I've said for some time now that the most interesting component of photography's so-called "digital revolution" is not our ability to create images digitally (i.e., Photoshop), but rather the means of distribution of images that are now possible via digital transfer.
We are in the midst of seeing this capability explode even further with the introduction — and now the initial phases of distribution — of a new class of tablet computing devices. First was the iPad, and now we are starting to see a number of Android-based tablets being shipped and gathering user feedback.
Of these, one of the more interesting ones appears to be the ASUS Transformer. The Transformer, like the iPad, is a touchscreen-based portable device ideally suited for the presentation of photographs. Unlike the iPad, however, the Transformer adds the ability to play Flash which opens it up to the world multimedia publishing — and in particular, Adobe PDF documents that include media components. In an earlier post I mentioned how the iPad could easily have been designed specifically to present LensWork. The ASUS Transformer, with its widescreen design and Flash capabilities, could have been easily designed specifically to present LensWork Extended.
It would probably be an exaggeration to say that the iPad is a ubiquitous photographer's tool. We certainly see lots of them around and lot of photographers using them. By itself, it was (and is) an important and popular groundbreaking technology — but a bit expensive and a bit restrictive to satisfy everybody's needs and interests. However, with all these new tablets adding to the excitement of the category, we're starting to see prices come down, features go up, flexibility increase, and most importantly, user experiences influence design and usability. The Transformer is lower priced, with additional features, and an impressive first batch of user reports and thereby seems already to be making waves (unlike the Motorola Xoom) in the emerging tablet market. I'm excited to get my hands on one and see it perform for myself. As both a photographer and as a publisher, I'm very excited and enthusiastic about this emerging technology.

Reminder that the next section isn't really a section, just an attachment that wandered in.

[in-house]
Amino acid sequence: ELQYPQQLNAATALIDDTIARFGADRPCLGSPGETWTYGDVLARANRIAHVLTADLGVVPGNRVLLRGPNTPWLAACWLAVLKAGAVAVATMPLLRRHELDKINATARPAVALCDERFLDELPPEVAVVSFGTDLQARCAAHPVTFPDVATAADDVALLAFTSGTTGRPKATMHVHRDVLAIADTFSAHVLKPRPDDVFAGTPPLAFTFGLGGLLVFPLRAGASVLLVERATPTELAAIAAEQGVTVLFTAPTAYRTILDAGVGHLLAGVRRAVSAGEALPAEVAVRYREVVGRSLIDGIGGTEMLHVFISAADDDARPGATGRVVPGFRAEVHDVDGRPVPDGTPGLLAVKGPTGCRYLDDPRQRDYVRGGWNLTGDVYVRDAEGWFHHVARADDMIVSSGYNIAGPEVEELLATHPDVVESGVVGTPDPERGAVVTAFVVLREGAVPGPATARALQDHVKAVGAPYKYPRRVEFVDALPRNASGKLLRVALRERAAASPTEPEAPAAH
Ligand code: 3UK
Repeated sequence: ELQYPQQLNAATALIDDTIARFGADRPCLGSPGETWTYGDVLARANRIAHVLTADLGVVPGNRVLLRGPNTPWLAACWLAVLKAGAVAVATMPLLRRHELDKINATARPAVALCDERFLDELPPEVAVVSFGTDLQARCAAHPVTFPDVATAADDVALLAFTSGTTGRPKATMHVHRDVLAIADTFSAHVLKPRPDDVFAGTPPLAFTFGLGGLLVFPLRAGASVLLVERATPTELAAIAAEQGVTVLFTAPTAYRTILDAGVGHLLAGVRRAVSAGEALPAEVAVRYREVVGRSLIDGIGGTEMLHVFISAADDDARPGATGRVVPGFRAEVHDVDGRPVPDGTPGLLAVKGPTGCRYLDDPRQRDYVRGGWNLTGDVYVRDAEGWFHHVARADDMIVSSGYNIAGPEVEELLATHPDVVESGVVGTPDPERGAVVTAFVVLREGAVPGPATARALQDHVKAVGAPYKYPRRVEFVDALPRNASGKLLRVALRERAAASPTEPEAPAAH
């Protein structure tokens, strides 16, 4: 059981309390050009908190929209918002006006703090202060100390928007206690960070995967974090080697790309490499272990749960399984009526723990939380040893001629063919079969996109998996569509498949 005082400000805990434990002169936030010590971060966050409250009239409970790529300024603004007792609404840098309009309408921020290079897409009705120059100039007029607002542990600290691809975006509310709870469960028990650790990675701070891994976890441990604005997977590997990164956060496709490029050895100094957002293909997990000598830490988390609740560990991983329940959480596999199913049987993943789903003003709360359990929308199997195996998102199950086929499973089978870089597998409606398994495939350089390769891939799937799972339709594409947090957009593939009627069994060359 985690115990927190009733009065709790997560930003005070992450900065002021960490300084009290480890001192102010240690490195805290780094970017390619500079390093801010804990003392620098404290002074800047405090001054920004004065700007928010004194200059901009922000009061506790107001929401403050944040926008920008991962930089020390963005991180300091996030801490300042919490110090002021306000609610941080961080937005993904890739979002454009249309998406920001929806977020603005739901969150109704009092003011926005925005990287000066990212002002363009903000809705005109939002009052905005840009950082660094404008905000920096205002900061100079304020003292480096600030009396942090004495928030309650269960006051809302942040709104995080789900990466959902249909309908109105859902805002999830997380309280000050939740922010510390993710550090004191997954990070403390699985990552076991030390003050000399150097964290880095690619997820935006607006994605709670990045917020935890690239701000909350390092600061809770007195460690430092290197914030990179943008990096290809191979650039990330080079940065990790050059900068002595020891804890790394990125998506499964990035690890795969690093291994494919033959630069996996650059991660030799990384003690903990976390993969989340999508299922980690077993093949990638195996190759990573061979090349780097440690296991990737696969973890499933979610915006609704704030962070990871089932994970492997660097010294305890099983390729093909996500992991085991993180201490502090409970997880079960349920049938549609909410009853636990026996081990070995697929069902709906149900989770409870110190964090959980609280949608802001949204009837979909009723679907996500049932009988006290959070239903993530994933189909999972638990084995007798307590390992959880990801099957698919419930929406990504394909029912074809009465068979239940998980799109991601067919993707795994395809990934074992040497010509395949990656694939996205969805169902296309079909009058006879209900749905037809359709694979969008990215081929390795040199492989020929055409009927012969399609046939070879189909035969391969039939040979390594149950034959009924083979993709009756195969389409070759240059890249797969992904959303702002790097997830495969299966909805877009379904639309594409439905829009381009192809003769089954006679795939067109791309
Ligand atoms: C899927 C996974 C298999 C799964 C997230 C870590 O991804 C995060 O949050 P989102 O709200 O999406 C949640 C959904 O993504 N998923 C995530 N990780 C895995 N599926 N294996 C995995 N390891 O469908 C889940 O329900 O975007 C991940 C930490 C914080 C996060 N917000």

As a publisher in particular, I've been amused by those who predict universal dominance of this technology. It would be far too easy to see this trend and all these new devices as the death of print. It is not; print is not going away. True, print may be struggling a bit to find its new role in the world in which digital distribution will play an increasingly important part. Print distribution of photography will change. It will have no choice. The $100 fine art photography book will find the $10 fine art PDF eBook on a tablet device a formidable competitor. This may not be the death of hardbound books for us photographers, but it is the beginning phases of a publishing and distribution opportunity of unparalleled accessibility for many of us. Ignore this trend at your peril.